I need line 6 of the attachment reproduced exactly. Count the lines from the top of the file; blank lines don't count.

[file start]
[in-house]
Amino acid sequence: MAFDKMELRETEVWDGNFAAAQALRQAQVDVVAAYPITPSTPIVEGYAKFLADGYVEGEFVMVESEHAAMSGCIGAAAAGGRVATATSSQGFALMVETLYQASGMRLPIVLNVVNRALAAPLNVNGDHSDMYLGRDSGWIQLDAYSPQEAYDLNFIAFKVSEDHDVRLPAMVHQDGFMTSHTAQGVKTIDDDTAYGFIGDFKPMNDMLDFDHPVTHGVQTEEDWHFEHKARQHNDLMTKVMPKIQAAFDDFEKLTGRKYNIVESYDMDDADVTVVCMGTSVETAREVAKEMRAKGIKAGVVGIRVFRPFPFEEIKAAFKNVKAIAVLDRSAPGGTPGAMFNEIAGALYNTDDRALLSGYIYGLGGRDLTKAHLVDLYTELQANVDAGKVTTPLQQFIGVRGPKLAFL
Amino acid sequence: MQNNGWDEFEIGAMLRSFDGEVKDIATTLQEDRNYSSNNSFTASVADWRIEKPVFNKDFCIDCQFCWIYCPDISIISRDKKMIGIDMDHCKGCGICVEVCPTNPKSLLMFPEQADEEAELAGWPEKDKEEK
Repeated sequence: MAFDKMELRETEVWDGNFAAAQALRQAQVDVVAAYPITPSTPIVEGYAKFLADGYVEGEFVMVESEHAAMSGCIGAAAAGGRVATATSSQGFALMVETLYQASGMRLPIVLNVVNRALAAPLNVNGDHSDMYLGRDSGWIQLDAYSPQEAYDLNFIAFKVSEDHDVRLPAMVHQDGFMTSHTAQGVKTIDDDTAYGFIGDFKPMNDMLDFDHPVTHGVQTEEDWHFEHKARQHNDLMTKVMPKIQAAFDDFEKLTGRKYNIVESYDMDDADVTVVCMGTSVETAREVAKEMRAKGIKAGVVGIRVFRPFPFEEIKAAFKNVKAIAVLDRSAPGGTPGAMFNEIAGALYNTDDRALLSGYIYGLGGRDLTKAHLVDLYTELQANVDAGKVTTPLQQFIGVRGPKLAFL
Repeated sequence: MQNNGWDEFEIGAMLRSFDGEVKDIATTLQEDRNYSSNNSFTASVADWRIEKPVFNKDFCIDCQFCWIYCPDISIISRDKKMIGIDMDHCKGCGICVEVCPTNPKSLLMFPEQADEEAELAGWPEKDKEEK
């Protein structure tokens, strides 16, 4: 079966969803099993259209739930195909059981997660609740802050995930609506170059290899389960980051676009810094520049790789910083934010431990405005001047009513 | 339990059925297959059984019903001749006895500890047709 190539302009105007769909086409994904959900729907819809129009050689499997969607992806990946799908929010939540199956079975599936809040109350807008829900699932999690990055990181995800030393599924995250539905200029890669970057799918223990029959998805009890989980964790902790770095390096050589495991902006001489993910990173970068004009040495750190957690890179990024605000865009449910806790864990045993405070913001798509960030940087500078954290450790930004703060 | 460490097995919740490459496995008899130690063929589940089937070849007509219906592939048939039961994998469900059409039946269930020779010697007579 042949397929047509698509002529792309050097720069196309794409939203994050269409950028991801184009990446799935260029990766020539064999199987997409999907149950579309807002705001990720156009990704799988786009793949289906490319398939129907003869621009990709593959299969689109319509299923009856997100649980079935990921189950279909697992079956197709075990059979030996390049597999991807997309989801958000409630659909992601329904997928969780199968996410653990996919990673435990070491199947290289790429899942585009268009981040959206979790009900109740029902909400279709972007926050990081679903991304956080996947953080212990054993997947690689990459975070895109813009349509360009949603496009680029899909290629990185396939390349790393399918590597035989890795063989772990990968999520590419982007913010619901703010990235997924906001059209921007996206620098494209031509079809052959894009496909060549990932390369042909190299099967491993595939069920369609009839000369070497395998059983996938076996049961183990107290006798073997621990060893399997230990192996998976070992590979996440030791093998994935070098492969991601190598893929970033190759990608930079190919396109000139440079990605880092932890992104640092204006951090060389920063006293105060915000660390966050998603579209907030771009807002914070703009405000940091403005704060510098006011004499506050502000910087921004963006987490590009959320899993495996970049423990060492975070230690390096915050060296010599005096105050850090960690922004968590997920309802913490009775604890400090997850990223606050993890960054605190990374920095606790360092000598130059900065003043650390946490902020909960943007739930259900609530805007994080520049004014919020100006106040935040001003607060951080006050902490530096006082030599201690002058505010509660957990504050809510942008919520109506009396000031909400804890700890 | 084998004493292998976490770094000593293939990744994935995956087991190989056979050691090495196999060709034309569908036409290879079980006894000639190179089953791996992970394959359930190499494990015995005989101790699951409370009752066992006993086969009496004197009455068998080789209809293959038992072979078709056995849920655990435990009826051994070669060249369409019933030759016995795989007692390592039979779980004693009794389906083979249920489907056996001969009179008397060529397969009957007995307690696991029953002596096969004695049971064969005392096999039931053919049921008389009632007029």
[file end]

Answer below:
């Protein structure tokens, strides 16, 4: 079966969803099993259209739930195909059981997660609740802050995930609506170059290899389960980051676009810094520049790789910083934010431990405005001047009513 | 339990059925297959059984019903001749006895500890047709 190539302009105007769909086409994904959900729907819809129009050689499997969607992806990946799908929010939540199956079975599936809040109350807008829900699932999690990055990181995800030393599924995250539905200029890669970057799918223990029959998805009890989980964790902790770095390096050589495991902006001489993910990173970068004009040495750190957690890179990024605000865009449910806790864990045993405070913001798509960030940087500078954290450790930004703060 | 460490097995919740490459496995008899130690063929589940089937070849007509219906592939048939039961994998469900059409039946269930020779010697007579 042949397929047509698509002529792309050097720069196309794409939203994050269409950028991801184009990446799935260029990766020539064999199987997409999907149950579309807002705001990720156009990704799988786009793949289906490319398939129907003869621009990709593959299969689109319509299923009856997100649980079935990921189950279909697992079956197709075990059979030996390049597999991807997309989801958000409630659909992601329904997928969780199968996410653990996919990673435990070491199947290289790429899942585009268009981040959206979790009900109740029902909400279709972007926050990081679903991304956080996947953080212990054993997947690689990459975070895109813009349509360009949603496009680029899909290629990185396939390349790393399918590597035989890795063989772990990968999520590419982007913010619901703010990235997924906001059209921007996206620098494209031509079809052959894009496909060549990932390369042909190299099967491993595939069920369609009839000369070497395998059983996938076996049961183990107290006798073997621990060893399997230990192996998976070992590979996440030791093998994935070098492969991601190598893929970033190759990608930079190919396109000139440079990605880092932890992104640092204006951090060389920063006293105060915000660390966050998603579209907030771009807002914070703009405000940091403005704060510098006011004499506050502000910087921004963006987490590009959320899993495996970049423990060492975070230690390096915050060296010599005096105050850090960690922004968590997920309802913490009775604890400090997850990223606050993890960054605190990374920095606790360092000598130059900065003043650390946490902020909960943007739930259900609530805007994080520049004014919020100006106040935040001003607060951080006050902490530096006082030599201690002058505010509660957990504050809510942008919520109506009396000031909400804890700890 | 084998004493292998976490770094000593293939990744994935995956087991190989056979050691090495196999060709034309569908036409290879079980006894000639190179089953791996992970394959359930190499494990015995005989101790699951409370009752066992006993086969009496004197009455068998080789209809293959038992072979078709056995849920655990435990009826051994070669060249369409019933030759016995795989007692390592039979779980004693009794389906083979249920489907056996001969009179008397060529397969009957007995307690696991029953002596096969004695049971064969005392096999039931053919049921008389009632007029």